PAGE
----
I felt the same way when I took Creative Writing classes from Jodi Thomas and DeWanna Pace at the urging of my good friend Connie Hirsch. Jodi taught each of us in the class to write from our own heart. They taught us the craft of writing and the mechanics, but it went so much deeper than that or higher above. They inspired us to tap into ourselves and find a way to transfer that onto print. I also am touched in so many ways with each guest speaker at Panhandle Professional Writers like Barbara Brannon from Texas Tech University Press as they share their passion and gifts. In just a couple of hours they take a simple subject and weave a connection that we can use to our own benefit.

And then again my heart is so full as I watch my daughter gather ideas using all she learned with her Master’s Degree in Educational Technology, but also with Podstock, Follett Higher Education, Destination Imagination, BrainPop, Girl Scouts and on and on. And then there are the people who have touched her life such as Dr. Alice Owen, Dr. Elaine Roberts, and Elaine Plybon. Who was their teacher that gave them their gifts? Andrea has volunteered for years every which way she can, and stores tidbits everywhere she goes. Teaching children with Autism keeps her sharp in all the ways she can give them a voice. Her creativity knows no bounds. Where did she find this spark? How does she transfer it to others? It boggles the mind. My husband and I may have given her life, but the extras she created on her own.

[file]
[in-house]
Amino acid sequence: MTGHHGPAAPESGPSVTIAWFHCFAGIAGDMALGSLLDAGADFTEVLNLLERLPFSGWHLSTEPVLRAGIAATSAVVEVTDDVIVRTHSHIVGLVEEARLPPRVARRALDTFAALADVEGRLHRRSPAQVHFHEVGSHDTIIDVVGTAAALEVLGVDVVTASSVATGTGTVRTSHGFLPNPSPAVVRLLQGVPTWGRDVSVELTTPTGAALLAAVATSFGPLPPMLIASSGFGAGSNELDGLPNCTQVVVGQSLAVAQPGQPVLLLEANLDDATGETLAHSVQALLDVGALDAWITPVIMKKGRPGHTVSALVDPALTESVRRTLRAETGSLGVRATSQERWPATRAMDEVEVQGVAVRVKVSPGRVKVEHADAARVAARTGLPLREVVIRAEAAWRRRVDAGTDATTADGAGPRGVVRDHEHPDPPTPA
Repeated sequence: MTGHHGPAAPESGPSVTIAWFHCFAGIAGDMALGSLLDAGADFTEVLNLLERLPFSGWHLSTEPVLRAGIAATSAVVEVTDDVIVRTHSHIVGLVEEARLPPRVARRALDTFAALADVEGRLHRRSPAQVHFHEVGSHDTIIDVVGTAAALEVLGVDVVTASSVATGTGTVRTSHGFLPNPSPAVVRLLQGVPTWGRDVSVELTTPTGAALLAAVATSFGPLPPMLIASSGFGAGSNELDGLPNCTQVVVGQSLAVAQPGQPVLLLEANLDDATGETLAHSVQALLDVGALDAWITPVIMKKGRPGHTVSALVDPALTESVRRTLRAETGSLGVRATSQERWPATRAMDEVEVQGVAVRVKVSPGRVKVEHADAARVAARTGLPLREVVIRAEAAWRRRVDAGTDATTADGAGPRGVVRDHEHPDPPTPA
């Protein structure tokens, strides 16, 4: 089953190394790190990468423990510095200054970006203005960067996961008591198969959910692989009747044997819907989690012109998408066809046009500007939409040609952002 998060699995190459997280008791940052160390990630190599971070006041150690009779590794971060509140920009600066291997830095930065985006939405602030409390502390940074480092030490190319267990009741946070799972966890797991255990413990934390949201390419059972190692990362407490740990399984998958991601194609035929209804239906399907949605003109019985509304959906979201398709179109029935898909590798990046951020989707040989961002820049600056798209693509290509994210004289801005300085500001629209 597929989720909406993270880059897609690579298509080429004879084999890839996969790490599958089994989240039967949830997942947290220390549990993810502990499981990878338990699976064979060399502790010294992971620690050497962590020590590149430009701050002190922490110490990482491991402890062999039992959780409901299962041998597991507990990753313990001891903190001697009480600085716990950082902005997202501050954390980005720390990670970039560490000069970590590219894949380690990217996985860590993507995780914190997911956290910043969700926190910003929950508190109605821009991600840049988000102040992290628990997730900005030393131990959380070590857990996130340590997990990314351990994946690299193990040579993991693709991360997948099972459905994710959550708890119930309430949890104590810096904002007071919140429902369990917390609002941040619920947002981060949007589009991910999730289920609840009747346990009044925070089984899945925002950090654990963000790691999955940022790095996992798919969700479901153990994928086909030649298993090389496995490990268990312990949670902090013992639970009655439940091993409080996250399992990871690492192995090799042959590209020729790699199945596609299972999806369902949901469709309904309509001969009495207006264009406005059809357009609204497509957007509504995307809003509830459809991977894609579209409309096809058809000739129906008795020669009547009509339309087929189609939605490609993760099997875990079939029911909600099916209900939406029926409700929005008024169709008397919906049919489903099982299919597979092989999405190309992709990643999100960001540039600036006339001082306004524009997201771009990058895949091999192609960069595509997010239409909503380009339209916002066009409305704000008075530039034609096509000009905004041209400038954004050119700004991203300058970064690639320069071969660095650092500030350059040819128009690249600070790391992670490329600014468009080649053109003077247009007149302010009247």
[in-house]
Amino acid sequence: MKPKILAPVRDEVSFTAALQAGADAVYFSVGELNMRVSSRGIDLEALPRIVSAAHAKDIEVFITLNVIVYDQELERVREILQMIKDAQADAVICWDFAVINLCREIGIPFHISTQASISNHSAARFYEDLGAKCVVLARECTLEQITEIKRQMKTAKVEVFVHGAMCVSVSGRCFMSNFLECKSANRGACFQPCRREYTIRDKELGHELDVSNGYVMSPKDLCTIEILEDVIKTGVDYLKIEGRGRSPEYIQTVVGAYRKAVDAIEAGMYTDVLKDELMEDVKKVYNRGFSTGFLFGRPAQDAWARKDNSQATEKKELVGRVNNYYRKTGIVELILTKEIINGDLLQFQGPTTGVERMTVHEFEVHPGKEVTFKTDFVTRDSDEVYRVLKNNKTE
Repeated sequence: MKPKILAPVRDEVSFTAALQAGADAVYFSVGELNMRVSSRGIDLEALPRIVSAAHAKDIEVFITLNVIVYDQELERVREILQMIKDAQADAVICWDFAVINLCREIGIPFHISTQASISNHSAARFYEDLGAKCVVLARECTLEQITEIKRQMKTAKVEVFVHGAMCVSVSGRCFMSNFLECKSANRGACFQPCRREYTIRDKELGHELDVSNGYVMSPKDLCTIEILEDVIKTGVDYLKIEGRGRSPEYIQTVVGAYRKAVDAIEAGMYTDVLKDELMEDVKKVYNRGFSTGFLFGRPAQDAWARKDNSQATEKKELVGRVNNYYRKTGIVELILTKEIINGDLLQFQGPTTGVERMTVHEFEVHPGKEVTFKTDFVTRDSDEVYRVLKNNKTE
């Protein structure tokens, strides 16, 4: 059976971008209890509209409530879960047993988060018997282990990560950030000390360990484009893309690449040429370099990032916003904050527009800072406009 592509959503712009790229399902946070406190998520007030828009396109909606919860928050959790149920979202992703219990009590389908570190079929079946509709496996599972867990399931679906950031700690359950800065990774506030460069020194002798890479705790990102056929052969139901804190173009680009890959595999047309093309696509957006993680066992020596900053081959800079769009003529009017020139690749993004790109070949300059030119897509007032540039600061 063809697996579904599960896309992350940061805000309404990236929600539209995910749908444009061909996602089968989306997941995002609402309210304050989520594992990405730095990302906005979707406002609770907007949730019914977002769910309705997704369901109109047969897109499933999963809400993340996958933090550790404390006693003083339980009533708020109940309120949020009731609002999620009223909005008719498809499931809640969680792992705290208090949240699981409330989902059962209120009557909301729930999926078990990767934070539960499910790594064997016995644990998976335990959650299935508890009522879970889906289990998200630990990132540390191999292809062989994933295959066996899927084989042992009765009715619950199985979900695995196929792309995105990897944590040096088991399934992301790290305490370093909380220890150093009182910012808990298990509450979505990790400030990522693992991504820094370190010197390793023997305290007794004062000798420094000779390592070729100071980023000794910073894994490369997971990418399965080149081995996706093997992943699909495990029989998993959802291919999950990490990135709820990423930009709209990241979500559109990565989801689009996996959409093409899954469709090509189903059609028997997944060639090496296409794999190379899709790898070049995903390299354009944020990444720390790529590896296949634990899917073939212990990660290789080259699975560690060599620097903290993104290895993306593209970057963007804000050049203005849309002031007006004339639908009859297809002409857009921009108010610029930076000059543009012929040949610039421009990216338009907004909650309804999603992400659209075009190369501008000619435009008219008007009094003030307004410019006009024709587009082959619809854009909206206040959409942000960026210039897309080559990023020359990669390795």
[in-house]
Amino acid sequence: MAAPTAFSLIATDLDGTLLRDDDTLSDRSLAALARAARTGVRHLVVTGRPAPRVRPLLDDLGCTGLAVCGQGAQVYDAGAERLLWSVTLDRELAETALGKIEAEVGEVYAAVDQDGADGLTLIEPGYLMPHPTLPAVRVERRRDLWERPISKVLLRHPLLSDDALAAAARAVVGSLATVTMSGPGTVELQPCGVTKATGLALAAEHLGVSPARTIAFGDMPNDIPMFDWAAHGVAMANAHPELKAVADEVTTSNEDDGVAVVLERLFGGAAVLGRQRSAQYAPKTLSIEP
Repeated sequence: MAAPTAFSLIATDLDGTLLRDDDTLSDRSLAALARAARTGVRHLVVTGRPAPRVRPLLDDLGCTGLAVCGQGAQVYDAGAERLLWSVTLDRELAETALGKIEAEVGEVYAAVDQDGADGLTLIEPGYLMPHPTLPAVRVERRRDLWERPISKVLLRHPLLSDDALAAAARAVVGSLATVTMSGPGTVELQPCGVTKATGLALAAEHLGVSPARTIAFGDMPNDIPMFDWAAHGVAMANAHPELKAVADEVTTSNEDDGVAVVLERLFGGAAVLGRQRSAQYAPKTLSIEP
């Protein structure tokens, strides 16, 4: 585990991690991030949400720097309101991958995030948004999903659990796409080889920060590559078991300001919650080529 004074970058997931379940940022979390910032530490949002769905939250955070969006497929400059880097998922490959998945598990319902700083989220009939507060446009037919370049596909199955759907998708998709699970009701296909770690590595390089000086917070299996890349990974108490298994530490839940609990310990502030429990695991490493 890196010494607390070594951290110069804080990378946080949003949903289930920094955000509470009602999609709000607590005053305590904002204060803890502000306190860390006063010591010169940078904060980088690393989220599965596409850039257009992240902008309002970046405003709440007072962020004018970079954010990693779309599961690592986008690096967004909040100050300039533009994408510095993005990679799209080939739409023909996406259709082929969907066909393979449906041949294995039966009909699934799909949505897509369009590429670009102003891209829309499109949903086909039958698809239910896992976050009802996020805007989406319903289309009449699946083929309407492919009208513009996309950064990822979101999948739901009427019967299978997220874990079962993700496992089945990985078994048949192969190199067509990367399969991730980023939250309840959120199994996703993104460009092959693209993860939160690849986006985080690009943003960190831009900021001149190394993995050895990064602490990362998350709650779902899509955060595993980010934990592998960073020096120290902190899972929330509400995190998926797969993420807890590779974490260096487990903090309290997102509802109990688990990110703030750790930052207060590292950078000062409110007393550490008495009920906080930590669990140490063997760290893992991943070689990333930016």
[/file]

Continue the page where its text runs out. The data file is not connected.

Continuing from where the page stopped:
Each and every person connected together share the essence of their creativity. Some exude through their very soul. The definition in my 1890 Webster’s dictionary only describes creativity as related to creation as in birth. And maybe it is nothing more than that. But I believe creativity is what takes a scene or an idea and gives it life, and helps it to explode with vivid colors bright with everything that gives us spirit.